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HOME > J Korean Soc Clin Toxicol > Volume 6(2); 2008 > Article
Toxicologic Features and Management in Aconitine Intoxication Following Ingestion of Herbal Tablets Containing Aconitum Species
Wool-Lim Cho, Young-Ho Jin, Tae-Oh Jeong, Jae-Baek Lee, Ji-Hun Kang
Journal of The Korean Society of Clinical Toxicology 2008;6(2):104-109
DOI: https://doi.org/
Published online: December 31, 2008
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1Department of Emergency Medicine, Medical School, Chonbuk National University
2Department of Emergency Medicine, Medical School, Chonbuk National University
3Department of Emergency Medicine, Medical School, Chonbuk National University
4Department of Emergency Medicine, Medical School, Chonbuk National University
5Department of Emergency Medicine, Presbyterian Medical Center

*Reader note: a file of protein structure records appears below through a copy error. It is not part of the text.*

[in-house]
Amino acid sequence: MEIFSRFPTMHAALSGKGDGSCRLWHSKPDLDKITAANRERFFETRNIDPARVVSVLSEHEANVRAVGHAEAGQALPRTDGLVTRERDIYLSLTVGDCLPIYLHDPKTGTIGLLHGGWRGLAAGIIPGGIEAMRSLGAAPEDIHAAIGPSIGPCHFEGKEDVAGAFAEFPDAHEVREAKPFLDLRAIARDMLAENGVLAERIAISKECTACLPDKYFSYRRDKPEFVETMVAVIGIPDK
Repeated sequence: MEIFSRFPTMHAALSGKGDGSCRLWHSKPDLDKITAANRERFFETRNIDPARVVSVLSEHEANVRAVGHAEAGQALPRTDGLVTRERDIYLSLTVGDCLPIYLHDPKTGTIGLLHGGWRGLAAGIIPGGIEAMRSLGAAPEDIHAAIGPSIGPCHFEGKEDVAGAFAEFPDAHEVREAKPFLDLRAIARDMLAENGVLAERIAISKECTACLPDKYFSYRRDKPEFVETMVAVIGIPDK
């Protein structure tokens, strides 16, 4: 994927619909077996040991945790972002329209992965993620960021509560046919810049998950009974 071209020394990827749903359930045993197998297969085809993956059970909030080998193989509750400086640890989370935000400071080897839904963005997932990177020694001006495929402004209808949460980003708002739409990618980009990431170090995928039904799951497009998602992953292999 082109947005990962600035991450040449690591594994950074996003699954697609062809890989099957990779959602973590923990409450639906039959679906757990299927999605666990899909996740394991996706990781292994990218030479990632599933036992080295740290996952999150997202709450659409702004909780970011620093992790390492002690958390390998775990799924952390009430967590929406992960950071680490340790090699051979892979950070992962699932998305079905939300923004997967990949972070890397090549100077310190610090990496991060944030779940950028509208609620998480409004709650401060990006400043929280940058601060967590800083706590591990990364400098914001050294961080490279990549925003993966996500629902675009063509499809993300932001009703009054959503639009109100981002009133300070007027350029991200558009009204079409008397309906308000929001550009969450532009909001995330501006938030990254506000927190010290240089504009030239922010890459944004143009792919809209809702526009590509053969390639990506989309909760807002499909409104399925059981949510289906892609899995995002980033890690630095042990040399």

Purpose: Unrefined tablets prepared from Aconitum tubers are occasionally used in Korean folk medicine. This study defines the potential sources, clinical toxicology, and treatment of aconitine poisoning. Methods: A retrospective survey was conducted in 63 patients in the ED of a tertiary University Hospital with suspected toxicity from an unrefined tablet prepared from Aconitum tubers from 1999 to 2007. Results: A total of 63 cases enrolled included 26 men and 37 women, aged 30 to 86 years. Forty-eight patients ingested aconitine tablets as digestives, 26 tablets on average. After a latent period of 30 to 450 minutes, patients developed a combination of neurologic (87.3%), gastrointestinal (82.5%), cardiopulmonary (41.3%), and other (28.6%) features typical of aconitine poisoning. Initial ECG abnormalities revealed dysrhythmia (61.9%), conduction disturbance (42.9%), and abnormal waveforms (39.7%), with 28.6% of patients having normal ECGs. All patients received supportive treatment or close observation regardless of ingestion amounts. Patients with hypotension or ventricular arrhythmia were treated with inotropic agents or amiodarone. Conclusion: Toxicologic signs and symptoms can occur after the consumption of aconitine tablets, regardless of ingestion amount. The risk occurs because of inadequately processed aconitine roots. This study will provide important data for public education and distribution regulations for Aconitum sp. in Korea.

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